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Starting from 31 March 2016, commercial organisations with an annual turnover of £36 million or more that do business in the UK will be required to publish an yearly ‘transparency in supply chains' statement setting out the steps they have taken to ensure their business and supply chains are free from slavery and human trafficking. The requirement is set out in s. 54 of the Modern Slavery Act 2015 and it forms part of the UK’s implementation of Directive 2011/36/EU of the European Parliament and of the Council on preventing and combating trafficking in human beings.
The requirement for transparency in supply chains provision has far-reaching positive implications: as well as giving businesses an opportunity to play a much more active role in combatting human trafficking and modern slavery, the requirement allows businesses to establish reputations as private enforcers of human rights law. The Government seeks to encourage companies to adopt policies that leave no place for human trafficking, and to use their leverage to motivate suppliers to do the same.
Consumers and investors expect businesses to provide products and services that do not involve any human rights violations. In this regard, the requirement to publish a 'transparency in supply chains' statement is set out on a voluntary basis rather than a punitive one. Organisations that comply with the provision are more likely to see an increase in their brand recognition and consumer approval. Consumers will have greater confidence in the goods and services they purchase; and workers will be better protected for slavery and trafficking which will be more effectively managed.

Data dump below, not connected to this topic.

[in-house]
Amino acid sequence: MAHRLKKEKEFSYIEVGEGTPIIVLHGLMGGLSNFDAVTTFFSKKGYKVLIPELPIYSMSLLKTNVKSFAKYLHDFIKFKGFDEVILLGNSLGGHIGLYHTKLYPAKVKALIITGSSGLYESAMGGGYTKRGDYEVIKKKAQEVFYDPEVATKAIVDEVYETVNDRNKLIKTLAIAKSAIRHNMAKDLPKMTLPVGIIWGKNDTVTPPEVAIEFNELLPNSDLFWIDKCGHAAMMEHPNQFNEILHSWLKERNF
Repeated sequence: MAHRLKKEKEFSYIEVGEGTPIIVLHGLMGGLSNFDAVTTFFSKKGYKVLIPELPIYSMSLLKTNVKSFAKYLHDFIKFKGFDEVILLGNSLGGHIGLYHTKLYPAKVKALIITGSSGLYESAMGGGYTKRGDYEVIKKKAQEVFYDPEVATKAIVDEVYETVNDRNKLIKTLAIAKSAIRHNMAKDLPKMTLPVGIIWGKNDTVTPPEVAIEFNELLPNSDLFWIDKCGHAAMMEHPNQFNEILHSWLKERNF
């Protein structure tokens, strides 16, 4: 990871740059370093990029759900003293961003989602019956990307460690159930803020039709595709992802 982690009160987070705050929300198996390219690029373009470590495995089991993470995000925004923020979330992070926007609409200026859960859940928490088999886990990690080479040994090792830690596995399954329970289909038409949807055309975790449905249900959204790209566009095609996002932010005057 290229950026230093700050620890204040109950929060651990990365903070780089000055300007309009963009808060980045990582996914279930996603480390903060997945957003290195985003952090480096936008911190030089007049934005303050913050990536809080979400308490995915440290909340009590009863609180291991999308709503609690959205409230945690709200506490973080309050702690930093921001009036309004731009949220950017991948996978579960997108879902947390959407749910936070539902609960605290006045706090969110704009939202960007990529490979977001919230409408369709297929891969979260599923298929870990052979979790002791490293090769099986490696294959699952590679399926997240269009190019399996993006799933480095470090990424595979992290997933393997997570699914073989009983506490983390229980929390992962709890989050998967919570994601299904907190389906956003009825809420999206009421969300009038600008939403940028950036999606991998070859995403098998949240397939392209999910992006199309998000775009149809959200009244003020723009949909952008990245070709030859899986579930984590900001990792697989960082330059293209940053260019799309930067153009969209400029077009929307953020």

Companies should include in their supply chains statements information on the following areas:
The provision came into force in the light of the California Transparency in Supply Chains Act of 2010. The American legislation is similar to the UK one in that it requires retail sellers and manufacturers that do business in California, and have over $100 million in gross annual receipts, to disclose publicly their efforts to eradicate slavery and human trafficking from their supply chains.
The Californian experience confirms that consumers do expect businesses to provide products and services that do not breach human rights principles; and that non-compliance or poor compliance will result in organisations facing a court injunction for compliance. In California, two retail companies are currently being alleged of having included false information in their statements, and facing the risk of paying damages ‘in excess of $5,000,000.
The new legislation will also apply to organisations in the hospitality sector. Thus, those businesses which fall under the requirement will have to produce a statement as per s. 54 of the Modern Slavery Act 2015. An example of a high risk area identified in the hospitality industry would be in relation to the recruitment of members of staff, particularly those hired for seasonal or construction work, through recruitment agencies rather than by the organisation itself. Organisations will have to develop policies and practices that combat the risk of hiring potential victims of human trafficking.
Following the Californian and British legislation on the issue of modern slavery in supply chains, a proposal for similar legislation has been made to the European Union for a Directive of the European Parliament and of the Council amending Council Directives 78/660/EEC and 83/349/EEC regarding disclosure of non-financial and diversity information by certain large companies and groups. If the proposal is accepted, it will require large companies across the EU to disclose annual statement information relating to environmental, social, and employee-related matters, human rights protection, bribery and anti-corruption.
This blog reflects only the author’s views and not those if the European Commission. The European Commission is not responsible for any use that may be made of information contained in this blog.